One of SA Water’s top deal makers has retired from the company after 44 years of dedicated service.

Michael Makestas career highlights include overseeing the formation of SA Water’s service contracts with United Water in the 1990s and the Allwater Alliance in 2011, as well as developing the ground-breaking biosolids project that transformed sludge from all metropolitan wastewater treatment plants into a valuable fertiliser for the state’s cereals farmers.

He first joined the business back in 1973 as a graduate engineer, but his attention to detail and calm demeanour as a negotiator saw him work on some of SA Water’s most important operational contracts during his four decades with the utility.

Mr Makestas rounded off his career as an asset planner, where he used his years of experience to carefully evaluate any risks to the operation and performance of SA Water’s critical infrastructure and equipment across the state.

His manager, SA Water’s Senior Manager of Asset Management, Peter Seltsikas, said his in-depth knowledge of the businesses and his ability to think strategically made him a highly regarded co-worker.

“Michael’s level-headed approach and extensive experience at SA Water made him a trusted colleague and a natural mentor for younger staff.

“We’re fortunate at SA Water to have employees who, like Michael, are conscientious and dedicated to delivering essential water services for customers and communities across South Australia.”

After joining SA Water as a graduate at the Bolivar Wastewater Treatment Works in the early 1970s, Michael soon became involved in one of the utility’s most significant advances in water quality for Metropolitan Adelaide.

Within his first two years, Mr Makestas worked on the concept design of the state’s first water treatment plants for Hope Valley and Anstey Hill – projects that ushered in a new era of filtration and improved water quality for Adelaide.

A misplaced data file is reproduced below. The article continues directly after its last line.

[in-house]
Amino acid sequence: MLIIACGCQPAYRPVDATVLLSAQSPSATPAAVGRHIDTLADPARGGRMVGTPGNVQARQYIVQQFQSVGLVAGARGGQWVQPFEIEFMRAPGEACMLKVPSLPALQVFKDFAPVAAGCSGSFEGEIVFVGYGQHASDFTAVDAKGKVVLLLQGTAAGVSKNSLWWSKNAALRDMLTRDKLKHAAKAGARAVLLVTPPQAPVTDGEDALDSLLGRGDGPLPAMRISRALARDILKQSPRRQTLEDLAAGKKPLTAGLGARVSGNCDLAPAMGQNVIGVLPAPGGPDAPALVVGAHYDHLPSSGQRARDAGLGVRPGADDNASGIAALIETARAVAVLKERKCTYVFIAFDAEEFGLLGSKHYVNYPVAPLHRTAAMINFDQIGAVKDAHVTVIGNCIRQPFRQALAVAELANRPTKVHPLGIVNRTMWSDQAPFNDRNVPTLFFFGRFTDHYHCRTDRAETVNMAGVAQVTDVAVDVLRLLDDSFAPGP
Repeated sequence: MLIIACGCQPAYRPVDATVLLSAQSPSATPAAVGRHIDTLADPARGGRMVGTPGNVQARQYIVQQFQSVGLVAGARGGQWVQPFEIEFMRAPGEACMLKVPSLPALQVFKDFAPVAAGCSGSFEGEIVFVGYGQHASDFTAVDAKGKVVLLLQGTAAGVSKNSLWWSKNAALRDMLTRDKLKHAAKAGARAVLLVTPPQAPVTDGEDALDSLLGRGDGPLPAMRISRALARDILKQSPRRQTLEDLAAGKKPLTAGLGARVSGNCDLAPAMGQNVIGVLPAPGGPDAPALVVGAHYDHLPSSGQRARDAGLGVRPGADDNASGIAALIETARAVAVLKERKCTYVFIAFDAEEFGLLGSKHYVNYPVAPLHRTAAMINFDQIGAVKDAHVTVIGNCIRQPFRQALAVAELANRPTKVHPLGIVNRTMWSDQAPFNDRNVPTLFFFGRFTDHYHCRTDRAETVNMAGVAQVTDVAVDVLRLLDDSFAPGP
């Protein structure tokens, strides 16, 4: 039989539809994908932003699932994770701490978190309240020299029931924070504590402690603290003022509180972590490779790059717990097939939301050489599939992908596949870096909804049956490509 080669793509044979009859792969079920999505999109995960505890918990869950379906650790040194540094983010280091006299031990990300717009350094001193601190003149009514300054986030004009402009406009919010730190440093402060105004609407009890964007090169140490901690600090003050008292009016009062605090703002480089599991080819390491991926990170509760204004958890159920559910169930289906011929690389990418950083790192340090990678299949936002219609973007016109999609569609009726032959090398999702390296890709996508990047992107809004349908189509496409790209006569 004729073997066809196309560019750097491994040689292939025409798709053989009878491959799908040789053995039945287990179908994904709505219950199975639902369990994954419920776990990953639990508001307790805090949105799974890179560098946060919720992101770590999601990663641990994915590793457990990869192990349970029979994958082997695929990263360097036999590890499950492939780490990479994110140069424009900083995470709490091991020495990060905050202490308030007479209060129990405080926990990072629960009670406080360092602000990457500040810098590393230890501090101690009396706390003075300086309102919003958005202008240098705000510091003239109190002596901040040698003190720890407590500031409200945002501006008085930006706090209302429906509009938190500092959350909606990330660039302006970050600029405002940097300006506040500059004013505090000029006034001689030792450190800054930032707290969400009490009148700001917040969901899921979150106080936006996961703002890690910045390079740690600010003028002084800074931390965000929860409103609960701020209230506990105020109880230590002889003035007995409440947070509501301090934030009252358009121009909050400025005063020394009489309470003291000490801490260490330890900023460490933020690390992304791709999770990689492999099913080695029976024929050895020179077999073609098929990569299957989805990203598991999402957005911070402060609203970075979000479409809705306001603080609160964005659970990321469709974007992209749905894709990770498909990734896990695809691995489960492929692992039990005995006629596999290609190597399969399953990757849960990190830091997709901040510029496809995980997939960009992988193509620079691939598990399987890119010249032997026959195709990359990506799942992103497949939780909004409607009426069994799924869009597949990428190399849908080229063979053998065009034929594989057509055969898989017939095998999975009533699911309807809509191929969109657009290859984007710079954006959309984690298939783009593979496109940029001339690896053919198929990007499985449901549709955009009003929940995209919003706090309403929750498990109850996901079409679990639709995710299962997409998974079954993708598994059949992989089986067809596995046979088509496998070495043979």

Mr Makestas went on to play a key role in many landmark projects during the 1970s and 1980s including wastewater disposal schemes for the Barossa Valley and Riverland wineries, new membrane technology for water treatment plants, which brought safe, clean drinking water to small, rural communities and upgrades which transformed odour management at wastewater treatment plants.

He was also integral to planning investigations, operation and asset management for most of SA Water’s water and wastewater treatment plants throughout the state.

Reflecting on his 44-years of service, Mr Makestas is planning for the future, while giving thanks for his long and rewarding career.

“Teamwork is always at the heart of every great result and it’s important to value and nurture everyone in your team to achieve a high performance.

“Being diligent, enthusiastic and meeting your deadlines will pay dividends from the start.

“Personally, I’m extremely grateful for the rewarding and enduring career I’ve had at SA Water, the varied and challenging projects and the wonderful colleagues I’ve been blessed to work with.”

Looking ahead, Mr Makestas plans to spend more time with his family, study the bible and take up voluntary work to help his local community.

His achievements and dedicated service to SA Water were celebrated at a special presentation at the company’s Head Office in Victoria Square. 

Charlotte Pordage is Editor of Utility magazine, a position she has held since November 2018. She joined the team as an Associate Editor in October 2017, after sharpening her writing and editing skills across a range of print and digital publications. Charlotte graduated from Royal Holloway, University of London, in 2011 with joint honours in English and Latin. When she's not putting together Australia's only dedicated utility magazine, she can usually be found riding her horse or curled up with a good book.

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